So what does this have to do with witchcraft? Plagues and outbreaks of disease, including outbreaks of madness, were commonly referred to as “punishments” from God. People suffering from hallucinations or convulsions were either being punished or had become the devil’s playthings through the intervention of witches. The Medical Dictionary says:

Research by Linnda Caporael (1976) suggests that many of the people whose accusations resulted in the 1692 Salem witch trials in Massachusetts were genuinely suffering hallucinations and other symptoms of convulsive ergotism. Similar eruptions of ergotism also occurred in Essex and Fairfield counties in Connecticut that damp and cool season, though in Connecticut no one went to the stake. Notable epidemics of ergotism, at first seen as a punishment from God, occurred up into the 19th century. Fewer outbreaks have occurred since then, because in developed countries rye is carefully monitored. When milled the ergot is reduced to a red powder, obvious in lighter grasses but easy to miss in dark rye flour. The last reported outbreak in an industrialized country, which caused more than 200 cases and 4 deaths, occurred in 1951 in Pont St. Esprit, France. In less wealthy countries ergotism still occurs: there was an outbreak in Ethiopia in mid-2001 from contaminated barley. Whenever there is a combination of moist weather, cool temperatures, delayed harvest in lowland crops and rye consumption an outbreak is possible. Russia has been particularly afflicted.

And from the U of Hawaii:

Matossian (1988) linked the occurrence of ergotism with periods where there were high incidents of people persecuted for being witches. Emphasis was placed on the Salem Witch Trial, in Massachusetts, in 1692, where there was a sudden rise in the number of people accused of being witches, but earlier examples were taken from Europe, as well… She looked at where these incidents occurred, the temperature, rainfall, the crops grown in that area and who was affected.

…Matossian found that a large proportion of the trials were concentrated in the alpine regions of France and central Europe where Rye was usually grown as the staple. Also, it was in these areas that the best source of “primary” records were kept… Trials were also more common during years when the spring and summer months were usually cooler, and even more so if the climate was colder and wetter than the norm. Cooler temperatures would be more favorable for ergot formation on Rye and even more Ergot would form if the rainfall was greater.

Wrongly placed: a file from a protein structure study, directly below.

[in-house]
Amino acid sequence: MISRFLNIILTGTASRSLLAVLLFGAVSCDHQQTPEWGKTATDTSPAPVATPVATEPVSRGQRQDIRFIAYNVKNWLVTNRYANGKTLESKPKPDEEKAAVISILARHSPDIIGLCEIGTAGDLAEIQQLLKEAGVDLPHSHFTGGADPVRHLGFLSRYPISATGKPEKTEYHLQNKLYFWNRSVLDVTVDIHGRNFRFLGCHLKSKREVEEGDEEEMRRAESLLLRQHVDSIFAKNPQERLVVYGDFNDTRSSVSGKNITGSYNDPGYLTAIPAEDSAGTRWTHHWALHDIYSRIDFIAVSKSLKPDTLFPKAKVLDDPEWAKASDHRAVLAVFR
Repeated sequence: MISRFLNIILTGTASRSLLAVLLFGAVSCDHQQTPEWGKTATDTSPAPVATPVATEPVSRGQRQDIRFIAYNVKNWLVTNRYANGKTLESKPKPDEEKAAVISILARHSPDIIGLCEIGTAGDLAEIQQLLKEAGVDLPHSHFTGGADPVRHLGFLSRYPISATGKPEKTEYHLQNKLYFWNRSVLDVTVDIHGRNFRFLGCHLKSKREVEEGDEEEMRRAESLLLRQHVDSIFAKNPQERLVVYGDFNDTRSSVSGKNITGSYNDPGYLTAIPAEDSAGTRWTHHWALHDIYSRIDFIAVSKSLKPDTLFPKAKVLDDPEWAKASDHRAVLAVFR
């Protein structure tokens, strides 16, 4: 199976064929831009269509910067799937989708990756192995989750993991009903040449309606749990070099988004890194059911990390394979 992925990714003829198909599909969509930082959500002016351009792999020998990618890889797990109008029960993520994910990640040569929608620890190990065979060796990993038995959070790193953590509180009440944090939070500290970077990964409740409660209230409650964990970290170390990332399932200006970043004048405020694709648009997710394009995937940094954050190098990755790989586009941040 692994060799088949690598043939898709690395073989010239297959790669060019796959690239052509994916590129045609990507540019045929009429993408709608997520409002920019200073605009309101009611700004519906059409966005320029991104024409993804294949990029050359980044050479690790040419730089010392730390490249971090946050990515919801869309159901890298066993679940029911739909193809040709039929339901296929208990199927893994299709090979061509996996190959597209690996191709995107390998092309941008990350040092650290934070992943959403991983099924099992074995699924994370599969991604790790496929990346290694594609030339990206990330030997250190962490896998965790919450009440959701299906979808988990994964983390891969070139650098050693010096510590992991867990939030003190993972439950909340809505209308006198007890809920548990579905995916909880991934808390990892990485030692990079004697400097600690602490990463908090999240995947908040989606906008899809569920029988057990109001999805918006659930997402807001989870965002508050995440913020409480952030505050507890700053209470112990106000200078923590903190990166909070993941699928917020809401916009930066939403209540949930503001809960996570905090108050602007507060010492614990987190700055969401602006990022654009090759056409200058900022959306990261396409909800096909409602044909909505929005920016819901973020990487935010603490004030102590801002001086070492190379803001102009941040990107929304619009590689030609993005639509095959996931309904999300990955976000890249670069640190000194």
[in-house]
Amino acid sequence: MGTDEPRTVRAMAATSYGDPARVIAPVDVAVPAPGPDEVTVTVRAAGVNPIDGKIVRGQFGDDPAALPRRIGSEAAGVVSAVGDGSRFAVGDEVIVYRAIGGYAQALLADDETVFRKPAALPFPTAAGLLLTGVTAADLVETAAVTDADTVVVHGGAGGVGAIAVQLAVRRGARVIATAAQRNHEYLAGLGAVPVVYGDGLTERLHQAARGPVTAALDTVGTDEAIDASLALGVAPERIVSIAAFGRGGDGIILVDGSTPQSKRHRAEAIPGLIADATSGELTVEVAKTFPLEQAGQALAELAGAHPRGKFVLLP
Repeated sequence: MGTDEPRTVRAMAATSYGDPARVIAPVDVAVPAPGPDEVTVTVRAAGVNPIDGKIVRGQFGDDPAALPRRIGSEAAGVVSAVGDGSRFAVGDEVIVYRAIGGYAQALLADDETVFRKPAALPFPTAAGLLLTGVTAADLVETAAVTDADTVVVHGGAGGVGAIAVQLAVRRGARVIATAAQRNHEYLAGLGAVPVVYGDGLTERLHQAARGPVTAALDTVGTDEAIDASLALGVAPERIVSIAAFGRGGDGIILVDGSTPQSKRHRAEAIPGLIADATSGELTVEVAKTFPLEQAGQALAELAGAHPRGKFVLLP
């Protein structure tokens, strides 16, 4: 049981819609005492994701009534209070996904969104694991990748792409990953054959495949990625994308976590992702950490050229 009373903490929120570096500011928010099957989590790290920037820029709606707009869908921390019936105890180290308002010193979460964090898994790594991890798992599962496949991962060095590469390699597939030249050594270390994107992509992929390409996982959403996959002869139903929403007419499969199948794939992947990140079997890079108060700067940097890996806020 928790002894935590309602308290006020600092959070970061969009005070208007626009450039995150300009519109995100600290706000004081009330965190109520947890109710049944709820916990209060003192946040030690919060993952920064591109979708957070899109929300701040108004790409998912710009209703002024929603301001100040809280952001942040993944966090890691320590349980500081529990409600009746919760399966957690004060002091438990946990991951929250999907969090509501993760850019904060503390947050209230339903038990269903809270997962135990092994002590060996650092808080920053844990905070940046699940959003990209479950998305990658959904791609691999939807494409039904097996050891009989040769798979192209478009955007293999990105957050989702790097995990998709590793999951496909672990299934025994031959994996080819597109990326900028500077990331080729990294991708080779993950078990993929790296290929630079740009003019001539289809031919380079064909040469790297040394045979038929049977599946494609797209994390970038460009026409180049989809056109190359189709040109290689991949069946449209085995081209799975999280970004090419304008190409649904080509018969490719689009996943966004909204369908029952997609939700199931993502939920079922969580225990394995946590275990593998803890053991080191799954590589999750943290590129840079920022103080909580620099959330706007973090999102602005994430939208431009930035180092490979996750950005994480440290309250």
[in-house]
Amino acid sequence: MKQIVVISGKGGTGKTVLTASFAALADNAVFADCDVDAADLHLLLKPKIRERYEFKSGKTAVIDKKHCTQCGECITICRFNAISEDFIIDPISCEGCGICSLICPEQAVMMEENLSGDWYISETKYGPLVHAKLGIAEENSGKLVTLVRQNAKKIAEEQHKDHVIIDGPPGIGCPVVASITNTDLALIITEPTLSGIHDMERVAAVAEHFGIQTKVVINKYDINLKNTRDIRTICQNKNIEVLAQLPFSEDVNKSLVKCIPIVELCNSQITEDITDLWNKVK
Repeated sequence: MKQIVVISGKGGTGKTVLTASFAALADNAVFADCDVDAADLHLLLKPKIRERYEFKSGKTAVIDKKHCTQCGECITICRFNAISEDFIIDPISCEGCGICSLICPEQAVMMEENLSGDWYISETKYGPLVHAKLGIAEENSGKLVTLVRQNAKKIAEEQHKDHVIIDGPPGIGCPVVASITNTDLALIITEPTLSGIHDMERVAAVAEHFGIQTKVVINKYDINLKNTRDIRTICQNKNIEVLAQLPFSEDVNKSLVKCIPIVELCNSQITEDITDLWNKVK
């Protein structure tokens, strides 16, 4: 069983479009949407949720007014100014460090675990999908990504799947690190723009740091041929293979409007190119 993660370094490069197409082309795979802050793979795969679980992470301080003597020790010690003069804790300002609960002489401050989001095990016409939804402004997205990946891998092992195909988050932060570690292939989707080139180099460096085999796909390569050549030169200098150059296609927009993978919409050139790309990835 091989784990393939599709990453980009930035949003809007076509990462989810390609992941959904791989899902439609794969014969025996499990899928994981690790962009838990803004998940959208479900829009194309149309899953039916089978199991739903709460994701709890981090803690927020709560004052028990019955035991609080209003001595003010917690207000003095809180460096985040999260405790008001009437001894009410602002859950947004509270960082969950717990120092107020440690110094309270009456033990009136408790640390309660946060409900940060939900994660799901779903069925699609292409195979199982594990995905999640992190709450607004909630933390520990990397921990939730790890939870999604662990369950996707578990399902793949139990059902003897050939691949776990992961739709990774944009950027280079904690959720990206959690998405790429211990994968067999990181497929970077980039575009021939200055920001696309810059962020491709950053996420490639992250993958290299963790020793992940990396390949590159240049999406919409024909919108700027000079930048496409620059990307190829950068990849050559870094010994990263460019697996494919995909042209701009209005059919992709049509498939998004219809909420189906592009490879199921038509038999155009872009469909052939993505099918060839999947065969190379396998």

…Once victims of ergotism began exhibiting symptoms of alkaloid poisoning of Ergot, people began to look for the “witch or witches” that caused this sickness and misery to occur. In Salem, Massachusetts, the witch hunt began, on January 20, 1692 when three pre-teen girls began began to exhibit symptoms of what Matossian interpreted as convulsive ergotism. This would, of course, have been interpreted as acts of strange behavior on the part of the people of Salem. They began blasphemous screaming, had convulsive seizures, were in a trance-like states.

…pressure was placed on the girls to reveal the names of the witches, which they did. They named three women: Tituba, Reverend Samuel Parris’ Carib Indian slave, Sarah Good and Sarah Osborne. The Reverend Samuel Parris was the minister in the town of Salem. Of the three women, Tituba was the only one to confess to being a witch. The two Sarahs maintained their innocence throughout. Sarah Good would be hanged for witchcraft and Sarah Osborne would die in prison. During her confession, Tituba testified that there was a conspiracy led by witches that was occurring in Salem and from there the witch hunt was on. Soon more people came forward to tell stories of how they were somehow harmed by witches and of the visions that they had seen. This led to accusing more people of witchcraft. As the end of the year neared, 20 people accused of being witches were executed.

…during these bouts of ergotism, their accusers reasoned that if someone could cure illness, they also had the power to cause it as well.